When Kazarian became the first person in Impact to kick out of Ultimo Weapon, I assumed that was his ‘victory’ and that Bailey would go on to win. I was proved wrong though as a Flux Capacitor and second Cutter of the match allowed Kazarian to lock in the Chickenwing and secure a fifth X-Division title reign. ***3/4

Mickie James def. Mia Yim

Mickie James’ career will run to at least one more match after coming through against Mia Yim here in the fourth contest of her Last Rodeo tour.

Running a little over 10 minutes, this told the story that James wasn’t quite at the level of the younger generation but she’d got just enough to still come out on top. Yim worked over James’ left knee but also sold the emotion of not really wanting to end the career of a woman she’s got shared history with. In the end that emotion did for Yim as she got goaded into a second Cannonball. James dodged it before hitting a MickDT to secure the win.

All in all a good match but one that didn’t quite deliver to the level I was expecting going in. I wonder now whether they move James through to the title picture for the next PPV, Hard to Kill, in January. ***1/4

Impact Wrestling Knockouts Tag Team Championship
The Death Dollz (Taya Valkyrie & Jessicka Havok) (w/Rosemary) def. VXT (Chelsea Green & Deonna Purrazzo) (C)

I had a real moment of confusion during The Death Dollz entrance as Taylor Wilde was listed on their lower-third graphic. She would have definitely added some quality to this match but alas we had to wait a little longer to see her return to the promotion.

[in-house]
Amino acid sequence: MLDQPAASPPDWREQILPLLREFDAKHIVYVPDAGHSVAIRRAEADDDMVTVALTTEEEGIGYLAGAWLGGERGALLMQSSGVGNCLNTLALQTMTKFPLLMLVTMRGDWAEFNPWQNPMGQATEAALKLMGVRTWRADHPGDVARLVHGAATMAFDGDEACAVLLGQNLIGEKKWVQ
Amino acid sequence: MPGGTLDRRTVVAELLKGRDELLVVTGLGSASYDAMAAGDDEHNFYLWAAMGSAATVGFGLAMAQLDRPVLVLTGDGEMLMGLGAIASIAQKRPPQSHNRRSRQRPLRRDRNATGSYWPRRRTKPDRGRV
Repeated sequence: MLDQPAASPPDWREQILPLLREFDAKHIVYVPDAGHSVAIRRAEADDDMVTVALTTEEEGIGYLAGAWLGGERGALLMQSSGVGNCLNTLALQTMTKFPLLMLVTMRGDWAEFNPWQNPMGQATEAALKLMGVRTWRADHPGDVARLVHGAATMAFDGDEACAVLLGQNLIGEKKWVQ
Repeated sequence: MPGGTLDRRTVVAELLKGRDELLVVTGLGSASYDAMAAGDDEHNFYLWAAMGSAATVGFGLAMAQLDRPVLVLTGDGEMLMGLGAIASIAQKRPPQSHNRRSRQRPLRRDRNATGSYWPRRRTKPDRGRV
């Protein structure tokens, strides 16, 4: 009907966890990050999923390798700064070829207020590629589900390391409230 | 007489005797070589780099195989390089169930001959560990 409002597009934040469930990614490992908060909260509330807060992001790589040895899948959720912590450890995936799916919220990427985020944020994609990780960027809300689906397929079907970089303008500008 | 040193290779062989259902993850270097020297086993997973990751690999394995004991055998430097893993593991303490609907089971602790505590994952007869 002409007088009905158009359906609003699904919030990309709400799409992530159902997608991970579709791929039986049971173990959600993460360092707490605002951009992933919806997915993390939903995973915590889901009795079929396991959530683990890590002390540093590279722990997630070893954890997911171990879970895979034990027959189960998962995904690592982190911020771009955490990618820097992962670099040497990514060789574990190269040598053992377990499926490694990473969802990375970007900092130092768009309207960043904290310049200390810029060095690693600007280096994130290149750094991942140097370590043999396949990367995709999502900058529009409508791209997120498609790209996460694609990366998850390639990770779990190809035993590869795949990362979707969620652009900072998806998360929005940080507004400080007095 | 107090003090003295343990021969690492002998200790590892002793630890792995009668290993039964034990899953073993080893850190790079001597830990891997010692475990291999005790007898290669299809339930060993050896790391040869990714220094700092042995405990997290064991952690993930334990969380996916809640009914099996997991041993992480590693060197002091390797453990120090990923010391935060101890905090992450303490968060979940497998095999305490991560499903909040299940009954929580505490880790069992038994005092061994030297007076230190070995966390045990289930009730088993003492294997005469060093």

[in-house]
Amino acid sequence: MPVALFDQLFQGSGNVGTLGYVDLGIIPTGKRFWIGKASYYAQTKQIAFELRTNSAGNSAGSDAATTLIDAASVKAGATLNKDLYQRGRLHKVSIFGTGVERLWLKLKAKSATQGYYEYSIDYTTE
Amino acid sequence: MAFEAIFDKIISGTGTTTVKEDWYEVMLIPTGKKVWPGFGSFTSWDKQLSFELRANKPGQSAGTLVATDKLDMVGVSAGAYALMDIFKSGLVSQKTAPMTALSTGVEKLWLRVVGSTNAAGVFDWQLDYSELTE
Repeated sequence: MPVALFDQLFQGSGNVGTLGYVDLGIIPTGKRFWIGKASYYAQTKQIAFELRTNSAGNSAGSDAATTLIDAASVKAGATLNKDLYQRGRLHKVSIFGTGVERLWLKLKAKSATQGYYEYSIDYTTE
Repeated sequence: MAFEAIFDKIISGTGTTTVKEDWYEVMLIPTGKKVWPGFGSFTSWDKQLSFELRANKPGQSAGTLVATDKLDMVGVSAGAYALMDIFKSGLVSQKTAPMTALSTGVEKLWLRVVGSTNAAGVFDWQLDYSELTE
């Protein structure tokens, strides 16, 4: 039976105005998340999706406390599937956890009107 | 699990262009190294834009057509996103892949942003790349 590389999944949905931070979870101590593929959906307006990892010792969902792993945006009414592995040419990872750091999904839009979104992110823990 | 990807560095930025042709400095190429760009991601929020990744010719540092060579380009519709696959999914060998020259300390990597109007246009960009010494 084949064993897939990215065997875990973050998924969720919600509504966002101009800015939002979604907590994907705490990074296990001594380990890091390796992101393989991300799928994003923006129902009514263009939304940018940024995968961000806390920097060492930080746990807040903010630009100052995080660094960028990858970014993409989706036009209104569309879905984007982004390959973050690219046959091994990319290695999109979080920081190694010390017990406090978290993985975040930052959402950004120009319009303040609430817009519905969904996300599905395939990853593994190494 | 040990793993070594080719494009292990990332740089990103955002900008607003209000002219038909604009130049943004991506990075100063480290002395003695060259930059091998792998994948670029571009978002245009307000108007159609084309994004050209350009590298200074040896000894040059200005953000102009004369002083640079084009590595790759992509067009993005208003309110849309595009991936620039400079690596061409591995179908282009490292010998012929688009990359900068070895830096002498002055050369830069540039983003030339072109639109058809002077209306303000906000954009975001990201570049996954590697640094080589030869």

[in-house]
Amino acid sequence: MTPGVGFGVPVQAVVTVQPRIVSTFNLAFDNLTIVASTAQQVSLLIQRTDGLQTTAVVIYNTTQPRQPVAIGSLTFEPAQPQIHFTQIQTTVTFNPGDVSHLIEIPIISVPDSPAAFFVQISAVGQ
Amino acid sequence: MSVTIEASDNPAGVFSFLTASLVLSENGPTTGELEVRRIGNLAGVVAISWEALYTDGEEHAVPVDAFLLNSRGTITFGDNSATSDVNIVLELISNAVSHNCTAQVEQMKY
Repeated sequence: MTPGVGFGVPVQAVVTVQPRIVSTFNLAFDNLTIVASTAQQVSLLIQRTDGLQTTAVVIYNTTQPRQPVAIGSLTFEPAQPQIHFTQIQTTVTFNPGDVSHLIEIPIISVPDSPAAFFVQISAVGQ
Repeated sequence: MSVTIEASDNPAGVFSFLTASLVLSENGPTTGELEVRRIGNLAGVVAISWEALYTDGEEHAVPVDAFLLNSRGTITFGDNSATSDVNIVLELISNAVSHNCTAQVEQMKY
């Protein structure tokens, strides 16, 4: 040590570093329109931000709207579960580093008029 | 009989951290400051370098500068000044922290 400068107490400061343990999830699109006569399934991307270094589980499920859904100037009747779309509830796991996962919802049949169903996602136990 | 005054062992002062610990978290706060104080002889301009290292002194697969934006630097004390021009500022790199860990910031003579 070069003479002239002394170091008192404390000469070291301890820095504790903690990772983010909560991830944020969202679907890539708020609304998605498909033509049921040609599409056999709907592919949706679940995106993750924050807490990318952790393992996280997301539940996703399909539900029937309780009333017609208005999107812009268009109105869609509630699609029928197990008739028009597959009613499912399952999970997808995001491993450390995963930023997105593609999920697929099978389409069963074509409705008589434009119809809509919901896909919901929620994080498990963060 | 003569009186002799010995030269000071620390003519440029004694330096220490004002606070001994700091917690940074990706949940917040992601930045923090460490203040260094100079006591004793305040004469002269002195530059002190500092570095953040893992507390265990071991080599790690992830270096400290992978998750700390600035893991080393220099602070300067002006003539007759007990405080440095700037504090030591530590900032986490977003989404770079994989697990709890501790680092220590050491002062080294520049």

To my surprise, this wasn’t awful. I’m not saying it was particularly ‘good’ or memorable but it was a solid enough match that followed a fairly basic tag formula and told a decent story. The Death Dollz are not my cup of tea but the crowd were into it and they popped big for them getting the win.

Given that Chelsea has been working on a per-appearance basis and Deonna recently asked to renegotiate her current deal, could this be the end of VXT in Impact? **1/2

Impact Wrestling World Tag Team Championship
Honor No More (Matt Taven & Mike Bennett) (w/Maria Kanellis-Bennett) (C) def. The Motor City Machine Guns (Chris Sabin & Alex Shelley)

After a somewhat slow start during Taven and Bennett’s heat segment, this picked up massively down the stretch as the Guns once again showed why they’re in the conversation as one of the very best two or three teams in the world right now.

Although I do think this rocked and my assessment more or less lines up with those of the Cagematch inmates, I must admit that I jacked up my rating by a quarter star because of Chris Sabin’s cheeky wink to camera after a perfectly executed suicide dive.